Hähnel Inspire; Live View Remote Control
Remote viewing and shutter release capability opens up a host of picture opportunities, from working high atop camera platforms from ground level to very low-level shooting without muddying your clothes (given your camera lacks an articulating monitor) to placing your camera in spots and being able to view and shoot without your being right behind the viewfinder. Many photographers routinely work with radio triggers for flash, especially in studio environments where the lights are set in position and photographer and model or subject move. The Hähnel Inspire adds to the mix with remote shutter release and viewing in one.
Available now for Nikon and Canon D-SLRs (see the list at www.rtsphoto.com; click on the Hähnel link) for about $299 (street), the setup is composed of two units. The Inspire View is a radio signal transmitter with a contained CMOS sensor that sits in the camera’s hot shoe and connects with a remote cord to the remote shutter release tripper in the camera connections and a video cord to the camera’s video out socket. The latter is set for cameras with Live View systems and actually transmits the video signal to the other part of the setup, the 3.5” LCD remote shutter release and video screen unit.
Don’t have a camera with Live View? No problem, as within the transmitter is a small CMOS sensor that transmits the video signal to the viewer. While the Live View setup is more precise as to framing, you learn soon enough, as I did with a Canon EOS 5D for a test, that you can make out the actual framing depending on the lens focal length used after a few test shots. Overall, the on-camera unit supplies about a 35˚ angle of view, though on close-up shots you do have to take parallax into consideration due to the offset of the taking lens from the hot shoe-mounted unit’s “eye.”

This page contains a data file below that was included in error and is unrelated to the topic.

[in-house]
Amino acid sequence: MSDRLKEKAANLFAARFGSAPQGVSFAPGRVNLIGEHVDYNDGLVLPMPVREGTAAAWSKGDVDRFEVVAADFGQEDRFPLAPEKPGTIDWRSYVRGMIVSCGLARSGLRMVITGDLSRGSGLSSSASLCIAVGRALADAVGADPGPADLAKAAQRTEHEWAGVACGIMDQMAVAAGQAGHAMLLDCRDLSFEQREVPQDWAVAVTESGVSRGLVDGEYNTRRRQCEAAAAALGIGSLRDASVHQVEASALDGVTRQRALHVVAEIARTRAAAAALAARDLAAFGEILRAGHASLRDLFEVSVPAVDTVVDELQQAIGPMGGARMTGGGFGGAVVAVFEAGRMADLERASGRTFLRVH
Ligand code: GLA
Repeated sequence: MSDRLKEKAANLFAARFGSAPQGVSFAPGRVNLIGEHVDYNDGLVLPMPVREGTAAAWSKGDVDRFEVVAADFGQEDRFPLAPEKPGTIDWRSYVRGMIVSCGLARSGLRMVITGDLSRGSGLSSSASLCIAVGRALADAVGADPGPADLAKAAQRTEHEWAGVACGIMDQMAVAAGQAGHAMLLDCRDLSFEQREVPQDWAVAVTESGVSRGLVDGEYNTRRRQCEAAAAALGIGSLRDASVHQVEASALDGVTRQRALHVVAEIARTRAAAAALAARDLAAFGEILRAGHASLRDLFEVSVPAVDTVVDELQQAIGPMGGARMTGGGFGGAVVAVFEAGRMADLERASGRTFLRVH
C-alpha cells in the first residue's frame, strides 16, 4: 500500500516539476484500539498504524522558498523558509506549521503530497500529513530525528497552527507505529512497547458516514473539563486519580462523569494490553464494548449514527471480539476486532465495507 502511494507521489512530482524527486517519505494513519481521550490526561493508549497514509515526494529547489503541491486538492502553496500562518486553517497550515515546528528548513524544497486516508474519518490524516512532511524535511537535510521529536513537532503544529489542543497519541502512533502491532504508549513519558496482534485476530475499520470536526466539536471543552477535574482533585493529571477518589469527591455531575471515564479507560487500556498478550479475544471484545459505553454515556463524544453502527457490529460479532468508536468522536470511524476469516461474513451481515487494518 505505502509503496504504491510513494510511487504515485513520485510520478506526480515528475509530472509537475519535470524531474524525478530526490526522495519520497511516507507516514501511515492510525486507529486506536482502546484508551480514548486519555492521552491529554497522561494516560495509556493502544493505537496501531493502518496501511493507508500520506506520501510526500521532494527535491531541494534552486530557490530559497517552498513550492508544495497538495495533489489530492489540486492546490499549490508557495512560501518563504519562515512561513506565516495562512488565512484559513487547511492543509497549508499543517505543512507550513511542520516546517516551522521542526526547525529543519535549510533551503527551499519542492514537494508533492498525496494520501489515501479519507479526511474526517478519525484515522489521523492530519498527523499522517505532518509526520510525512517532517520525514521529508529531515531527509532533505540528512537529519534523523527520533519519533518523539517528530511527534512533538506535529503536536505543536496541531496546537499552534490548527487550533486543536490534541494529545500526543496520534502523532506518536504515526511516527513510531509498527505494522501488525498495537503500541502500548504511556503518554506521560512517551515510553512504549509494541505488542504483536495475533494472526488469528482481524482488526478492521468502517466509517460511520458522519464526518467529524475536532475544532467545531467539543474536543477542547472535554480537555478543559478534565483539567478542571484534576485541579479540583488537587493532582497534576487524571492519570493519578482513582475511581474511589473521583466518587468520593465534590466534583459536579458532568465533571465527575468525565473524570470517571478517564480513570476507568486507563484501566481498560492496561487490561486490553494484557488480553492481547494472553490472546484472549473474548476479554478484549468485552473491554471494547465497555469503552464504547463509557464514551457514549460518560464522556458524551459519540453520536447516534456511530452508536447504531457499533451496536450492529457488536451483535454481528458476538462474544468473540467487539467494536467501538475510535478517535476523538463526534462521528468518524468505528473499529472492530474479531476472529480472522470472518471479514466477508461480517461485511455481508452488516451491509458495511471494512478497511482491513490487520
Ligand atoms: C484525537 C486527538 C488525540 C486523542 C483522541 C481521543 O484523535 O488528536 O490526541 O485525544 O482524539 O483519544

Powered by four AA batteries in each unit (there is also a Mini USB power input available for both units), the company claims you can fire the shutter from up to 180 feet away! While I did not walk that far from the camera during my tests, I did walk about 20 yards away and it worked fine, and even set the camera in a room a level above another and shot around a corner and up a staircase with success.
You can set up as many as four cameras in the different channels of the unit, which you toggle through with a button on the unit. Speaking of buttons, there is no on-screen menu to guide you through the button functions and the nomenclature in the instruction pamphlet for each is somewhat obscure, and there are no markings on the LCD viewer either, so it can take some time to navigate at first. But overall, an hour with the unit and some patience will get you through. You can adapt the LCD unit to save images, play them back, check battery levels on both units, and even adjust screen brightness. Playback is a low-res version.
Note that the connections supplied with the unit do not include the AV cable for Live View cameras—you should use the one you got with your camera kit. Also, spare AA batteries are a must for extended work times. There is no battery life predicted by the company for the units, but having extra on hand, in my experience, is a must.
Pros and Cons? On the plus side, this is a very handy unit for those who can use the facility to shoot and view remotely. I can see many uses for macro work, wildlife, high level shooting, candid work, and more. On the minus side is a decided lack of guidance when first working with the unit, and need for markings on the unit itself or menus within the viewing screen. Also, there should be an on/off light or indicator and a “sleep” time that you can set so you don’t accidentally, as I did, leave the unit on and run the batteries down. Overall, those who see what a unit like this can do to expand their photo ops will appreciate its capabilities.
RTS Inc. is the exclusive US distributor. For more information, visit www.rtsphoto.com and click on the Hähnel link.
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